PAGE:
Open Source Spreadsheet and Accounting Software
My tools consist of a spreadsheet and an accounting program. Last year, I blogged about why I ditched Windows for Linux. Consequently, I use open source software mainly because it's free. For my office suite, I use LibreOffice. For my home accounting, I use GnuCash. Both of these are available for Mac and Windows users. You can download these and other open source software from SourceForge. In some instances, the non-free versions of this software (i.e. MS Office) may be prettier, but it's not worth the price tag, IMO. It's true that I did have to relearn new software and that did take some time and patience. The open source version suits my needs and it may suit yours. Take whatever precautions you take when downloading software. Or, take these concepts and use what you've already got.
1. Create a Budget Spreadsheet: Itemize Income and Expenses
I use the open source LibreOffice Calc spreadsheet (part of the LibreOffice suite) to itemize my spending. Every year, I create a budget spreadsheet listing income and expenses for each month of the year because sometimes expenses or income change. Obviously, if you have dual incomes, you'll have to add columns for the other earner's paychecks and decide which bills you want to pay with which paycheck. This example assumes a one-income household that gets paid twice a month. Please note that the examples I give are not my family's real budget. I have decided not to put my business out there because...it's my business. But, I'm happy to share my budgeting process with you.
If your monthly mortgage is $1600 then divide this number by how often you get paid per month. This is what you will set aside per paycheck. This example assumes you get paid twice a month:
$1600/2 = $800 per paycheck
If your annual homeowner's insurance is $670 then divide this number by 12. This is how much you must set aside each month. Now divide this number by how often you get paid per month. This is what you will set aside per paycheck. This example assumes you get paid twice a month:
$670/12 = $55.83 each month
$55.83/2 = $27.92 per paycheck
2. Create Accounts and Sub-Accounts in Accounting Program
I use the open source accounting program, GnuCash. In this program, I set up a basic checking account, a savings account, and our two credit card accounts. I don't track investment savings - I'm more concerned with household budgeting. (Note: The picture shows a negative balance for an Imbalance account because I have not categorized my spending for this example. I don't even do this on my version. I have a bad habit of ignoring things that I don't think pertain to me. You can ignore this.)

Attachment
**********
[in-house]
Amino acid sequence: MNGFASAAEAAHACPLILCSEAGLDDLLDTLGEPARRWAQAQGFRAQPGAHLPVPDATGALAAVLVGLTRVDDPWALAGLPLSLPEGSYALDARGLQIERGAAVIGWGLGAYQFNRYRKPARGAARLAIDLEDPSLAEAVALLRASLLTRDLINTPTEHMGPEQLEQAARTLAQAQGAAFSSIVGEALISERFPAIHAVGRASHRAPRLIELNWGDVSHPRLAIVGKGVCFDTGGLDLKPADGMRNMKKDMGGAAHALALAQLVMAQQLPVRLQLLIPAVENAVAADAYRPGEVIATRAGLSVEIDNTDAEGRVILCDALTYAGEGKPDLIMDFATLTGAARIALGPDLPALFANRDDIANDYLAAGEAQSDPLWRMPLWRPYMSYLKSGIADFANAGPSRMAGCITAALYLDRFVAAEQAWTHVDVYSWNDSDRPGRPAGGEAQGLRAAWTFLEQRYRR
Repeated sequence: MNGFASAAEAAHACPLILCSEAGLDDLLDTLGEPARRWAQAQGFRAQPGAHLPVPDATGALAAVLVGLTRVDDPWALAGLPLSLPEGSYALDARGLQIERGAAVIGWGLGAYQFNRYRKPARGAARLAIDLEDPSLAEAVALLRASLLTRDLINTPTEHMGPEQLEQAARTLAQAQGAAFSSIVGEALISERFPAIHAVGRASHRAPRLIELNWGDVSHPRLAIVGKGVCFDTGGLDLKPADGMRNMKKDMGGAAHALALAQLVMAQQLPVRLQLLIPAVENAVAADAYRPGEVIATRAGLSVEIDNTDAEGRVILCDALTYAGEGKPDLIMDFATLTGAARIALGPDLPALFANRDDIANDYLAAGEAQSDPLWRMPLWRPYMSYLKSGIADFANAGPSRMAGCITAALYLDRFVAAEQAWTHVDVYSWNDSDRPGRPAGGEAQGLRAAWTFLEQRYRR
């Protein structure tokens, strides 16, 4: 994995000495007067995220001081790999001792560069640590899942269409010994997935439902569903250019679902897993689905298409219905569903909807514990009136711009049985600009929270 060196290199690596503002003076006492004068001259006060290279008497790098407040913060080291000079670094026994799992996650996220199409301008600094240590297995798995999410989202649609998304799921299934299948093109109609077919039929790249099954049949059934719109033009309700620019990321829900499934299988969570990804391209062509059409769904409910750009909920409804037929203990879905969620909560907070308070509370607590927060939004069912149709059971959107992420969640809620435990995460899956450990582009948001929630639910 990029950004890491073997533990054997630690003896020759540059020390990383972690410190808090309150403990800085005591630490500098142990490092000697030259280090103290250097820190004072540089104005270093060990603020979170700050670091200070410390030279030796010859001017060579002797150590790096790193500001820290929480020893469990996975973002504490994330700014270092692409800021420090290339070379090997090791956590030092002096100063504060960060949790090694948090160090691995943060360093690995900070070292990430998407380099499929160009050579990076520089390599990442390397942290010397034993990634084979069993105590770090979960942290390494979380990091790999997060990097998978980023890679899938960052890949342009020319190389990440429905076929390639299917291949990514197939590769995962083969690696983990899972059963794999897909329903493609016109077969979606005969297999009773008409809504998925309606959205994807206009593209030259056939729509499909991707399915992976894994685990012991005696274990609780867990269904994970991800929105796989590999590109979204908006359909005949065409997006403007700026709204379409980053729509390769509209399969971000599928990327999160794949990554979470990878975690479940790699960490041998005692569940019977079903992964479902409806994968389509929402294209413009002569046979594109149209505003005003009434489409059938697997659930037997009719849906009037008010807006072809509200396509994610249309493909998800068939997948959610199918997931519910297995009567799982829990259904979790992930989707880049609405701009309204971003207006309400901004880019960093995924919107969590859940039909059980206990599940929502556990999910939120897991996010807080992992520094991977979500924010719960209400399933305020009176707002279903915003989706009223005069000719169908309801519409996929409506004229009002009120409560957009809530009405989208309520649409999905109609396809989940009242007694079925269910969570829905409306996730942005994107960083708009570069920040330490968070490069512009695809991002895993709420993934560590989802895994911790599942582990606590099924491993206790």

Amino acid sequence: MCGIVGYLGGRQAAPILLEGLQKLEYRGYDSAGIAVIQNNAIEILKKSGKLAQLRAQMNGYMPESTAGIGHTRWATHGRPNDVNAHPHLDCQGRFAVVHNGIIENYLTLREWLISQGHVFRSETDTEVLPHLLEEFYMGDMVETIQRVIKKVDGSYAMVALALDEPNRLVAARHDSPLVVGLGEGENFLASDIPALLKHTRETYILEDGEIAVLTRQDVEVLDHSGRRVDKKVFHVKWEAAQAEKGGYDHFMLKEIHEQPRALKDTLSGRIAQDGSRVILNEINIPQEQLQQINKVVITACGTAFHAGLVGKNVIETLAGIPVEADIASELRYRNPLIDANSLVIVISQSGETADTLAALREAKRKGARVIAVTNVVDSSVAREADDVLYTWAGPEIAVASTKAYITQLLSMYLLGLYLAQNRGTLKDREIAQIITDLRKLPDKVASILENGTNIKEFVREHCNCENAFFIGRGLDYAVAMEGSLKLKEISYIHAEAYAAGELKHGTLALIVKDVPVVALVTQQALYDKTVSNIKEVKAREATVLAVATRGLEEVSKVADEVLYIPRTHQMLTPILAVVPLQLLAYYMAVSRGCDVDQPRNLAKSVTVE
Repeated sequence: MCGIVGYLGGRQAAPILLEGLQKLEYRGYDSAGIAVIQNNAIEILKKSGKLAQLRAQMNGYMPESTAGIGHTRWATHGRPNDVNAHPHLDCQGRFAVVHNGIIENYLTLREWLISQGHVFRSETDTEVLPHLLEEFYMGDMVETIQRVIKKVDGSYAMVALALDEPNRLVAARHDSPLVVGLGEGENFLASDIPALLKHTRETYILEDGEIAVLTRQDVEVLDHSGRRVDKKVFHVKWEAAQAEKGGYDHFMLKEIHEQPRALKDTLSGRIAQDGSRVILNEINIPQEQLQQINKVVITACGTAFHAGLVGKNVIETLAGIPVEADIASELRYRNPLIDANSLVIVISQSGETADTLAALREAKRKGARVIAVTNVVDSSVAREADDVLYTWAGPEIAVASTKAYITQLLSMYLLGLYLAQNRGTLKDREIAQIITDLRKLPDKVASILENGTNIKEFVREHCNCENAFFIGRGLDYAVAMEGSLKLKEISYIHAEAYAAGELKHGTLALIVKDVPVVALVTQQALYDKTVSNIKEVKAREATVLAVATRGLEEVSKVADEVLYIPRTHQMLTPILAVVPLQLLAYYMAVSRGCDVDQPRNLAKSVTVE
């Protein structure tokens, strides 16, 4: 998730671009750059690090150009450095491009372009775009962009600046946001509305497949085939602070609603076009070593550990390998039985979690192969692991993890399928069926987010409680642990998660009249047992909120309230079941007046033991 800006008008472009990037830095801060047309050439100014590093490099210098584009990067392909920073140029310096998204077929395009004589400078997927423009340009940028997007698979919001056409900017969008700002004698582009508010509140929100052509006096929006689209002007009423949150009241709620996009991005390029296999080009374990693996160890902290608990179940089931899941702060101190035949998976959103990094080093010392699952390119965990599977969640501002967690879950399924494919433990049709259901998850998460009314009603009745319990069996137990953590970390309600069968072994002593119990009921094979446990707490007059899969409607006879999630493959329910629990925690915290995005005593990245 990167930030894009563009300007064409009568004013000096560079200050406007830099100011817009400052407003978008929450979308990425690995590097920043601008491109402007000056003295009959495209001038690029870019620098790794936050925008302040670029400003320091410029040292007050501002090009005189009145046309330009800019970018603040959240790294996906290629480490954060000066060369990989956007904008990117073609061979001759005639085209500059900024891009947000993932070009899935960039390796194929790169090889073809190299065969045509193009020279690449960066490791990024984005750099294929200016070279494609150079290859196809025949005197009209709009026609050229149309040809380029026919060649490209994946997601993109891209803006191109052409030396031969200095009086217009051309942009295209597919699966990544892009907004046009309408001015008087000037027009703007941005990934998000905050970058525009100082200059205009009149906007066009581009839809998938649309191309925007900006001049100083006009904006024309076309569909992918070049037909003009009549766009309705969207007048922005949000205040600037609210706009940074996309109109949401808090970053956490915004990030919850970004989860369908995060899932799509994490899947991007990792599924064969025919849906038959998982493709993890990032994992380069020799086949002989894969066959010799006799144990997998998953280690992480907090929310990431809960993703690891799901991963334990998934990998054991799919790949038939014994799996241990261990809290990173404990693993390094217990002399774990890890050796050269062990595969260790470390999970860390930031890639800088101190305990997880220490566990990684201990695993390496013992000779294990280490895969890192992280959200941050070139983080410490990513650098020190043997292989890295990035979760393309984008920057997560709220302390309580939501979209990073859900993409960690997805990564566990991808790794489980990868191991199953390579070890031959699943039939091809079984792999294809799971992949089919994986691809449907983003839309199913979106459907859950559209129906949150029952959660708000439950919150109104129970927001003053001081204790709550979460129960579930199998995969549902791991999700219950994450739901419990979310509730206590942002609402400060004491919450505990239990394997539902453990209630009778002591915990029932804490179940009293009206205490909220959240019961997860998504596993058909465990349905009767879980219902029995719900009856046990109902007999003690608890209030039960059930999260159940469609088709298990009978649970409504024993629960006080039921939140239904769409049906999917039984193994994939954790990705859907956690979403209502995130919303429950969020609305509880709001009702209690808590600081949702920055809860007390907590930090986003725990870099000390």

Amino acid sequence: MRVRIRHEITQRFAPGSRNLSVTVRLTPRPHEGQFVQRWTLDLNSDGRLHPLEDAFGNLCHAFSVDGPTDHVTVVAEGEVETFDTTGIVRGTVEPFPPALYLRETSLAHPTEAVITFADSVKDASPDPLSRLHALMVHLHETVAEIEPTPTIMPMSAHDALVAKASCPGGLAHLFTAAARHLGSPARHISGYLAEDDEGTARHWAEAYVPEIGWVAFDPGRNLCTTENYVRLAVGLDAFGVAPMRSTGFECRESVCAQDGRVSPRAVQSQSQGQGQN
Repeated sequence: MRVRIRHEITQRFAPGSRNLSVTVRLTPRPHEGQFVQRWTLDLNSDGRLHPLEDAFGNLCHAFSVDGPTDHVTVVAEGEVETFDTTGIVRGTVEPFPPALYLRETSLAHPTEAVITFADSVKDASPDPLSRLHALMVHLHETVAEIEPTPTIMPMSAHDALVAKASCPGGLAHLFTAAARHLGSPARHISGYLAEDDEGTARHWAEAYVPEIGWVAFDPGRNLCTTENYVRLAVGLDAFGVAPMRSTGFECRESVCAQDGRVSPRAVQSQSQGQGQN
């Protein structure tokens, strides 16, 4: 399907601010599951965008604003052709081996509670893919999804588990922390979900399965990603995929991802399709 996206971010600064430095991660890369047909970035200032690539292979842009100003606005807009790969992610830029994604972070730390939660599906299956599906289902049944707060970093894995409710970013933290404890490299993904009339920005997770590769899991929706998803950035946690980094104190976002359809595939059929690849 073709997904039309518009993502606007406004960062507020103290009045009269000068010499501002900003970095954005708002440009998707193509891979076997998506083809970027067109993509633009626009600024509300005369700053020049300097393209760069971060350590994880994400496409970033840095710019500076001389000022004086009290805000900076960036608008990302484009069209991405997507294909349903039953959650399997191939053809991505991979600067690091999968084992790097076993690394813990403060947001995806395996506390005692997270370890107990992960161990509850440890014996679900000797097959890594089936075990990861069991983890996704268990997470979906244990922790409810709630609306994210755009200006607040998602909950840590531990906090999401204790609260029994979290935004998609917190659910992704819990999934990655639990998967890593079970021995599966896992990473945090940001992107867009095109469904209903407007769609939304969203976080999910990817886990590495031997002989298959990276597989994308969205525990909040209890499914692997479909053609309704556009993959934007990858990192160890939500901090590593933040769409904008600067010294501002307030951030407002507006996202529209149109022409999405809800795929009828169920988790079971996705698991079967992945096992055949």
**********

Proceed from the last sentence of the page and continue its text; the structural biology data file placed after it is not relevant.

Under Savings Account, I have sub-accounts for each of the items in the spreadsheet. Note that all of the money is still in the parent Savings Account. These sub-accounts only exist in my accounting program, not in my actual bank account. When I log on to my bank's online banking, I see only the balances for my checking account and my savings account. I have added sub-accounts to my accounting program because they allow me to allocate money toward each individual expense.
3. Post Date Transactions that are Auto Deducted from Checking Account
The exceptions to this are those items that are automatically deducted from my checking account, such as auto insurance and life insurance. I leave that money in my checking account and post date those transactions with the date that they will be deducted. For example, my auto insurance is deducted from my checking account on the 10th of every month. Even though it's still January, I have dated this entry to be 2/10/13. This reminds me that the money is already accounted for and can't be spent. I always deal with these items first.
4. Transfer Money to Sub-Accounts
After accounting for auto-deducted transactions in my checking account, whatever money is leftover from the paycheck is transferred to my savings account. Don't forget to transfer the money from your checking account to your savings account via online banking or ATM and record this transaction in your accounting program. You may choose to keep everything in your checking account. That's fine. You can create sub-accounts under the parent Checking account. I like to have my money for bills in my Savings account because it's less likely to get spent. Looking at my spreadsheet, I begin the process of transferring money from the parent Savings Account to each of the sub-accounts. I even have sub-accounts for my credit cards: American Express and Visa. Let's say I use my American Express to buy a $10 lunch. I can move $10 from the Entertainment/Dining sub-account to the AmEx sub-account.
5. Pay Bills
When it's time to pay bills, I move the money from the sub-account back to the Checking Account. Again, don't forget to transfer money between your accounts via online banking or ATM.
The most time-consuming portion of this whole process is the initial set-up. I hate to say it, but sometimes doing the prep work is more work than the actual work. ☺ Once this is set up, it's easy to maintain. It may sound complicated, but really, it's only a spreadsheet with your budget and an accounting program with all of your account information. You probably have these already. It's been a long time since I've used Quicken, but I think it uses Savings Goals, which is a similar concept that you can use to your advantage. The year is still new, so you have plenty of time to rework your budget. Just the sort of thing you can do on a cold, rainy weekend. Happy budgeting!